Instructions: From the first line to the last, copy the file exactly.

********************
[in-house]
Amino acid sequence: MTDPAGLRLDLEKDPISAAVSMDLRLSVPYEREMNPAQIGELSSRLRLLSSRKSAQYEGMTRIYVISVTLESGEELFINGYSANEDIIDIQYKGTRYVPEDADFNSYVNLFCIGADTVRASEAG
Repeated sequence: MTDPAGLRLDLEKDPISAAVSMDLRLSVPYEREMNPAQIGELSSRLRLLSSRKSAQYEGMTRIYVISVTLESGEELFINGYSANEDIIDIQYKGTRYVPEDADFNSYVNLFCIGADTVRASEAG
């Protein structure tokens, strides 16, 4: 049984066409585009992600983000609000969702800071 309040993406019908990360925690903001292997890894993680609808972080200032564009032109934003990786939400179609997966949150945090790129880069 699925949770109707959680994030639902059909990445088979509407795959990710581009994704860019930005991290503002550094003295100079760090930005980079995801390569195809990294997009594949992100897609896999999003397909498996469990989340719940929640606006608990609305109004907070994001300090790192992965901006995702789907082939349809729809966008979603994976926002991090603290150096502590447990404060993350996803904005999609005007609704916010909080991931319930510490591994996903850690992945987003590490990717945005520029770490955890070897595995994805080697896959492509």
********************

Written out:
[in-house]
Amino acid sequence: MTDPAGLRLDLEKDPISAAVSMDLRLSVPYEREMNPAQIGELSSRLRLLSSRKSAQYEGMTRIYVISVTLESGEELFINGYSANEDIIDIQYKGTRYVPEDADFNSYVNLFCIGADTVRASEAG
Repeated sequence: MTDPAGLRLDLEKDPISAAVSMDLRLSVPYEREMNPAQIGELSSRLRLLSSRKSAQYEGMTRIYVISVTLESGEELFINGYSANEDIIDIQYKGTRYVPEDADFNSYVNLFCIGADTVRASEAG
């Protein structure tokens, strides 16, 4: 049984066409585009992600983000609000969702800071 309040993406019908990360925690903001292997890894993680609808972080200032564009032109934003990786939400179609997966949150945090790129880069 699925949770109707959680994030639902059909990445088979509407795959990710581009994704860019930005991290503002550094003295100079760090930005980079995801390569195809990294997009594949992100897609896999999003397909498996469990989340719940929640606006608990609305109004907070994001300090790192992965901006995702789907082939349809729809966008979603994976926002991090603290150096502590447990404060993350996803904005999609005007609704916010909080991931319930510490591994996903850690992945987003590490990717945005520029770490955890070897595995994805080697896959492509």